Comparators need only to have “engaged in similar – not identical – conduct to qualify as similarly situated.” Coleman v. Donahoe, 667 F.3d 835, 850 (7th Cir. 2012) (quoting Peirick, 510 F.3d at 691, 689). As a general rule, “whether individuals are similarly situated is factual question for the jury, ” unless “no reasonable jury could find that the similarly situated requirement has been satisfied.” Eaton v. Ind. Dep’t of Corrections, 657 F.3d 551, 558 (7th Cir. 2011) (citations omitted). Here, a reasonable jury could find that a male employee spraying a female employee with a water hose on her backside such that her clothes were soaking wet and her underwear was visible was comparable to the seriousness of the conduct for which Mr. Stringer was terminated, to wit, an unwanted hug which was described as being given in a “joking manner” by the only third party eye witness to the incident.[8] Thus, this issue must go to the fact finder.

For these reasons, we find that Mr. Stringer has identified a similarly situated comparator sufficient to satisfy the fourth prong of the McDonald Douglas test at summary judgment. Because Mr. Stringer has presented evidence sufficient to create a genuine issue of material fact regarding whether Cambria applied its disciplinary policies in a disparate manner, our analysis of the “legitimate expectations” prong merges with the pretext inquiry in this case. See, e.g., Smiley v. Columbia Coll. Chi., 714 F.3d 998, 1002 (7th Cir. 2013).

To demonstrate pretext a plaintiff must show “such weaknesses, implausibilities, inconsistencies, or contradictions in [the employer’s] proffered reasons that a reasonable person could find them unworthy of credence and hence infer that [the employer] did not act for the asserted non-discriminatory reasons.” Boumehdi v. Plastag Holdings, LLC, 489 F.3d 781, 792 (7th Cir. 2007) (citation omitted).

The nondiscriminatory reason Cambria has proffered here is Mr. Stringer’s violation of the company’s Offensive Behavior/Harassment policy. However, Mr. Stringer has presented evidence that Mr. Schoonover, a similarly situated employee, engaged in comparably egregious conduct and yet was not terminated. The Seventh Circuit has recognized that “a discrimination plaintiff may employ such comparator evidence to discharge [his] burden at the pretext stage as well as to satisfy the fourth element of [his] prima facie case.” Coleman, 667 F.3d at 853. Thus, the inconsistency in Cambria’s application of its Offensive Behavior/Harassment policy creates a genuine issue of material fact as to whether its stated reason for terminating Mr. Stringer was a pretext for discrimination.[9]

This conclusion is bolstered by the fact that genuine issues of material fact also exist regarding Mr. Quattlebaum’s knowledge of the note that was placed on Mr. Stringer’s car stating, “fuck you, nigger” and his alleged failure to act in response to that knowledge. Viewing the facts in the light most favorable to Plaintiff as we are required to do at this stage in the litigation, Mr. Stringer’s testimony that he told Mr. Quattlebaum about the racially hostile note that he found on his car but that Mr. Quattlebaum ignored the issue is additional evidence from which a reasonable jury could infer pretext. Although Mr. Quattlebaum denies that he was ever told about the note, resolving that dispute will require credibility determinations that cannot be made at summary judgment. Cambria argues that it does not make sense that Mr. Quattlebaum would have addressed a much less serious note, to wit, the parking lot note with “WTF” and “LOL” on it, but not investigated the more serious allegations regarding the racially hostile message Mr. Stringer received. However, again, while the jury will be free to take that argument into account in assessing credibility, the determination of whom to believe is a decision that must be made by the fact finder.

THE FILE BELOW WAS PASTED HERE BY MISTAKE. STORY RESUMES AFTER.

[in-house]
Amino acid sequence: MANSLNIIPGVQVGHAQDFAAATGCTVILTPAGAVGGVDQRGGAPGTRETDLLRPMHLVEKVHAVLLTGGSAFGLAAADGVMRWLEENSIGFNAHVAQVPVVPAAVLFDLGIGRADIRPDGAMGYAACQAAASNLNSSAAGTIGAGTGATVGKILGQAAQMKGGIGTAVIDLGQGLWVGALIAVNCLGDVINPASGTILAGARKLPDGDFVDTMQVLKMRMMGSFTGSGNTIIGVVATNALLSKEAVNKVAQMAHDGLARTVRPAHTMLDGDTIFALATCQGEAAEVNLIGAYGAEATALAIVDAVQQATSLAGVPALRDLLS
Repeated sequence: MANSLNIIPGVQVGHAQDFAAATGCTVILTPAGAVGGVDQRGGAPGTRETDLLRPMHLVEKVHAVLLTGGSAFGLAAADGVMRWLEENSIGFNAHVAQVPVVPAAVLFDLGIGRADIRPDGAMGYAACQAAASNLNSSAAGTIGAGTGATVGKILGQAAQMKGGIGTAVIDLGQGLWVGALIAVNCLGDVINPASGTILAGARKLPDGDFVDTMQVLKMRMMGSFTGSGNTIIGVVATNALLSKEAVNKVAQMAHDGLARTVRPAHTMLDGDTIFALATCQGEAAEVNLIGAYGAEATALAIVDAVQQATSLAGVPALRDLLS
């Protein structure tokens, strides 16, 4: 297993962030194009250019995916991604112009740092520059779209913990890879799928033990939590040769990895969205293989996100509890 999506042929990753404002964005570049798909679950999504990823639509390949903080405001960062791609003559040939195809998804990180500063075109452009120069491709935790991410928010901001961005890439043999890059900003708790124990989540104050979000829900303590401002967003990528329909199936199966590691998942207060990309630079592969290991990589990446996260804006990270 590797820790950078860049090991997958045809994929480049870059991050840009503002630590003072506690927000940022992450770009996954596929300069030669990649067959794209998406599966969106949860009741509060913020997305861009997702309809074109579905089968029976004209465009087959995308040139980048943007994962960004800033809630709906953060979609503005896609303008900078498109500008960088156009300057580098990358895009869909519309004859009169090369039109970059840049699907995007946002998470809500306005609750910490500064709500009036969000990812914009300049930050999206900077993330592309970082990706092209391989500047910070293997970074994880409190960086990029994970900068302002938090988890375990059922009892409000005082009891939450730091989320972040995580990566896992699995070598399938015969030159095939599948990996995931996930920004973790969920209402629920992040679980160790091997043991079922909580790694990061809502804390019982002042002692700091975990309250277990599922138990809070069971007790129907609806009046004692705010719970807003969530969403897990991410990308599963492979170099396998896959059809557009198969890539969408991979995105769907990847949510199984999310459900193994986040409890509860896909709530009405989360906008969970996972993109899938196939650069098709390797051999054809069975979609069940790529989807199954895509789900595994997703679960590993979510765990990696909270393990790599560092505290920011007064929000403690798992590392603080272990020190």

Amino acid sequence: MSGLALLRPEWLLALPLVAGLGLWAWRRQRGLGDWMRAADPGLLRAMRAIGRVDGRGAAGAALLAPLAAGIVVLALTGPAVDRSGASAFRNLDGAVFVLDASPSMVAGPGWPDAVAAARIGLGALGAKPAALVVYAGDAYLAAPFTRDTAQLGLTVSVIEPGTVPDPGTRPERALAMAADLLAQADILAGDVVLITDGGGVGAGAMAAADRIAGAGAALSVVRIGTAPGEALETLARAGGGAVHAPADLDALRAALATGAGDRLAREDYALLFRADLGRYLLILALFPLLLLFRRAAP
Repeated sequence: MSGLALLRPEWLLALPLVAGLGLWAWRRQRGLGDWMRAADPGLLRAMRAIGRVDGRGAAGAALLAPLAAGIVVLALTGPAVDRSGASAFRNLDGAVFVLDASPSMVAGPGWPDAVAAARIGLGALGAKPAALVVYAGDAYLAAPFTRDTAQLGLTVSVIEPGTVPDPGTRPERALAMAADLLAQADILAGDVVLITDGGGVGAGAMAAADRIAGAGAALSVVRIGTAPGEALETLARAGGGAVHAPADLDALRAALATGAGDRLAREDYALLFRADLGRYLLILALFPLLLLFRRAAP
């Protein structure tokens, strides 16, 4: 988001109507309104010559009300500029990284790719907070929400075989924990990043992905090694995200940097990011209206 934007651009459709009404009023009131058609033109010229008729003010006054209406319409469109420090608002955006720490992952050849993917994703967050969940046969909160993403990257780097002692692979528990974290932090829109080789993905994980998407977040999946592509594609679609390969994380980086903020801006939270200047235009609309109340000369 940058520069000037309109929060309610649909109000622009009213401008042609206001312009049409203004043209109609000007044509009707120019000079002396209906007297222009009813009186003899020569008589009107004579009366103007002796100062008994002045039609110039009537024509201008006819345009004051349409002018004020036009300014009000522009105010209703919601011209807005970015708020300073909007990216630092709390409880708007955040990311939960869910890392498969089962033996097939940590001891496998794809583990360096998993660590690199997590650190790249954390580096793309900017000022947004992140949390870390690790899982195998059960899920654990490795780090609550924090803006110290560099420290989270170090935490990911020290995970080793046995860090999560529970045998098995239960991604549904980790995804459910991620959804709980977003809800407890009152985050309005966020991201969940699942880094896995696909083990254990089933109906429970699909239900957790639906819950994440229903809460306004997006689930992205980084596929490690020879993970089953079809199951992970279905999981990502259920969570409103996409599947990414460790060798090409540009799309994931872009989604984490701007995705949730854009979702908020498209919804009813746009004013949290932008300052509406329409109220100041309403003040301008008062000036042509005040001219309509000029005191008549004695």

In summary, Cambria has put forth nondiscriminatory explanations both for the disparity in treatment between Mr. Stringer and Mr. Schoonover as well as its failure to act on the racially hostile note received by Mr. Stringer, to wit, that Mr. Quattlebaum was never told about the note and that he honestly believed the incident between two friendly employees that got out of hand was less serious than Mr. Stringer’s interaction with a new employee with whom he had no prior friendship. Cambria will obviously be free to present these explanations to the jury at trial. However, as discussed above, determining whether these explanations ring true will require credibility determinations that cannot be decided based solely on the parties’ written submissions. Accordingly, Mr. Stringer’s discriminatory termination claim survives summary judgment.[10]

C. Retaliation Claim

Mr. Stringer also contends that Cambria terminated him in retaliation for his alleged complaint regarding the racially offensive note left on his vehicle. To prevail on his retaliation claim, Mr. Stringer must “demonstrate that ‘the desire to retaliate was the but-for cause of the challenged employment action.’” Ripberger v. Corizon, Inc., 773 F.3d 871, 881 (7th Cir. 2014) (quoting Univ. of Tex. Sw. Med. Ctr. v. Nassar, 133 S.Ct. 2517, 2528 (2013)). As with discrimination, a plaintiff may establish unlawful retaliation under § 1981 using either the direct or indirect method of proof. Humphries, 474 F.3d at 404. Under the direct method, a plaintiff must show that (1) he engaged in statutorily protected activity; (2) he suffered a materially adverse employment action; and (3) a causal connection exists between the two. Argyropoulos v. City of Alton, 539 F.3d 724, 733 (7th Cir. 2008). Under the direct method of proof, a plaintiff can establish a causal connection between his protected activity and termination by showing evidence of “suspicious timing, ambiguous statements oral or written, … and other bits and pieces from which an inference of [retaliatory] intent might be drawn.” Hobgood v. Ill. Gaming Bd., 731 F.3d 635, 643 (7th Cir. 2013).